After holding on for nerve-wracking Game 7 wins, the Tampa Bay Rays and Los Angeles Dodgers are headed to the World Series.
Based on records alone, this was the expected matchup. The franchises stood atop the American and National Leagues, respectively. However, it's only the fourth time in the last 25 years that the AL and NL's best records will meet in the Fall Classic.
Fresh off a 3-1 series comeback against the Atlanta Braves, the Dodgers enter the World Series as the presumptive favorite. Tampa, though, is hoping to swipe that status with a Game 1 win.
The best-of-seven matchup will be played exclusively at Globe Life Field in Arlington, Texas.
2020 World Series Game 1 Info
When: Tuesday, Oct. 20 at 8:09 p.m. ET
Live stream: Fox Sports Go
Game 1 Preview
Los Angeles is wasting no time putting Clayton Kershaw in the spotlight.
Since he started last Thursday against the Braves, five days is normal rest anyway. But there's no denying the potential storylines it creates for the 32-year-old, who is theoretically in line for two starts and a relief appearance in Game 7, if necessary.
Can he finally escape the struggles on the sport's biggest stage? In four career World Series starts, Kershaw has surrendered 16 runs in 22.2 innings for an unsightly 6.35 ERA.
Not great for a future Hall of Famer.
But as the Dodgers work to snap a 32-year championship drought, Kershaw can quiet the critics of his past failures. He'll attempt to navigate a tough lineup highlighted by Randy Arozarena, who's clubbed seven homers in the playoffs.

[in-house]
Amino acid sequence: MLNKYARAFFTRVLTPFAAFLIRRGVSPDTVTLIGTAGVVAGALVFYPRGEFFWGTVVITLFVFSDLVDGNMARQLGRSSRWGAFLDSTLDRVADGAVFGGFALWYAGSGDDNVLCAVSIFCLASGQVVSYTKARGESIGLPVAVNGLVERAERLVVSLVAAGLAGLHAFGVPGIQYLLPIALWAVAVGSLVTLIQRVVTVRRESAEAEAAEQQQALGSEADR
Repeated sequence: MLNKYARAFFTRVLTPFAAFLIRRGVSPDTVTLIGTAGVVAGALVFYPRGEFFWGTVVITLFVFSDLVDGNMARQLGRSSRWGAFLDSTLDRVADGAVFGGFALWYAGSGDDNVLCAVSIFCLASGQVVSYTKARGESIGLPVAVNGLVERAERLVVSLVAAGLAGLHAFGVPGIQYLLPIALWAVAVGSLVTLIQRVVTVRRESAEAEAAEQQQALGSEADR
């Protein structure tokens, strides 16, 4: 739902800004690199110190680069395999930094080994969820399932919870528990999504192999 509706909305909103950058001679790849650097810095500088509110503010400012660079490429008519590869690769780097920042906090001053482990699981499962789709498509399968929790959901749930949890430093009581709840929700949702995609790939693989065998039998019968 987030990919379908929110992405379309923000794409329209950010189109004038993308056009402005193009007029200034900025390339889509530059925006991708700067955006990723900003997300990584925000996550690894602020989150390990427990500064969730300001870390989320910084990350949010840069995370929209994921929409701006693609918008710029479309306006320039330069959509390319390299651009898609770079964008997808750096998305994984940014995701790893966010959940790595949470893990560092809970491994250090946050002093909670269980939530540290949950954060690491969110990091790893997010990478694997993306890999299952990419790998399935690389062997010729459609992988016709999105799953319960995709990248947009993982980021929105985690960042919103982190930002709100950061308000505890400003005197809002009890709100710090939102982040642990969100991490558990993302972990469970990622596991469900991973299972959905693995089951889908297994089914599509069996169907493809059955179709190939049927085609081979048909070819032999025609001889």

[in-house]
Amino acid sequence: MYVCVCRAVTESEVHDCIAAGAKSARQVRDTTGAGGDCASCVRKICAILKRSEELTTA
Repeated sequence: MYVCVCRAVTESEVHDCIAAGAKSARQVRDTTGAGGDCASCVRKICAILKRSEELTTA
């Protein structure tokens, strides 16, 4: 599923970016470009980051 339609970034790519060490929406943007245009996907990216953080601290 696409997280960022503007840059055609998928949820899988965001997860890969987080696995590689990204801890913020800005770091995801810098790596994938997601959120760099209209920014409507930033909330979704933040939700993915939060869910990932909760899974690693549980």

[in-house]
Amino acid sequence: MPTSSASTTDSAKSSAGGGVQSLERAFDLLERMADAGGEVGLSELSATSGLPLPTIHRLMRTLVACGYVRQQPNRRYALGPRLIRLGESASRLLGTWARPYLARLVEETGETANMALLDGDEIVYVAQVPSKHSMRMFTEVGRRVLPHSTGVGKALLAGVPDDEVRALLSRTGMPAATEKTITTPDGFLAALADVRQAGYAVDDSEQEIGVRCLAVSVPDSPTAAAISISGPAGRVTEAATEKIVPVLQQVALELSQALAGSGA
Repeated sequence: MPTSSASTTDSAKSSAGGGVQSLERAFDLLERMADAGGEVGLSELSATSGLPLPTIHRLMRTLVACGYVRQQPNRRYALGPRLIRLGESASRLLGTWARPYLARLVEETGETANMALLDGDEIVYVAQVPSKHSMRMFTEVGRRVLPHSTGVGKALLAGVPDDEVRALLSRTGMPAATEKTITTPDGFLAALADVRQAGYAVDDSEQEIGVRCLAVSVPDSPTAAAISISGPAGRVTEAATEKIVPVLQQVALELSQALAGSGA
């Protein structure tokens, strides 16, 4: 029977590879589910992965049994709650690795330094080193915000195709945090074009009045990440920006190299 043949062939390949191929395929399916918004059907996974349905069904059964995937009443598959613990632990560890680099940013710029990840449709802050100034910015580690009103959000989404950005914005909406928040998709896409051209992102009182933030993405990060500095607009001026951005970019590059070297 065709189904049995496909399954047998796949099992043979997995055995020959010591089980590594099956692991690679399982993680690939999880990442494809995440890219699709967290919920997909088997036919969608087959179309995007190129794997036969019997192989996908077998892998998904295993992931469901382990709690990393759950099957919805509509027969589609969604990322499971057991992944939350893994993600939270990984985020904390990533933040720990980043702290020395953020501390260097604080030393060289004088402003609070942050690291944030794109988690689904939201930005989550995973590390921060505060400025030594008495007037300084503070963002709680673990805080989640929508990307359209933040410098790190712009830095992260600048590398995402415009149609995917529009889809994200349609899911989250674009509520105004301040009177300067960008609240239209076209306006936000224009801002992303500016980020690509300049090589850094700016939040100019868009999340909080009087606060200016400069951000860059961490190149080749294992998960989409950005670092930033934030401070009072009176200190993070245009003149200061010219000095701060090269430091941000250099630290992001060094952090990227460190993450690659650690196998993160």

Arozarena leads Tampa in most categories this postseason, though Manuel Margot has a team-best 11 runs batted in.
While the storyline of Kershaw's performance is the most popular, perhaps the more meaningful one is the opposite matchup. Although the Rays are calling on Tyler Glasnow for Game 1, they'll lean heavily on a deep bullpen as well.
Six players—Nick Anderson, Peter Fairbanks, Diego Castillo, John Curtiss, Ryan Thompson and Aaron Loup—each have five-plus appearances in relief this postseason.
And opposite this L.A. lineup, timely outs are critical.
Atlanta learned the hard way that every two-out baserunner allowed is basically a rally-starter for the Dodgers. Those two-out runs carried Los Angeles—which, as a whole, is incredibly patient and forces long counts—to a 3-1 series comeback.
In particular, Corey Seager enters the World Series on an absolute tear. So far this postseason, the shortstop has smacked six homers and four doubles while driving in 15 runs.
If this power-filled lineup is producing, there's practically no stopping the Dodgers. But Glasnow and the Rays are built to make this a long series, too.
Follow Bleacher Report writer David Kenyon on Twitter @Kenyon19_BR.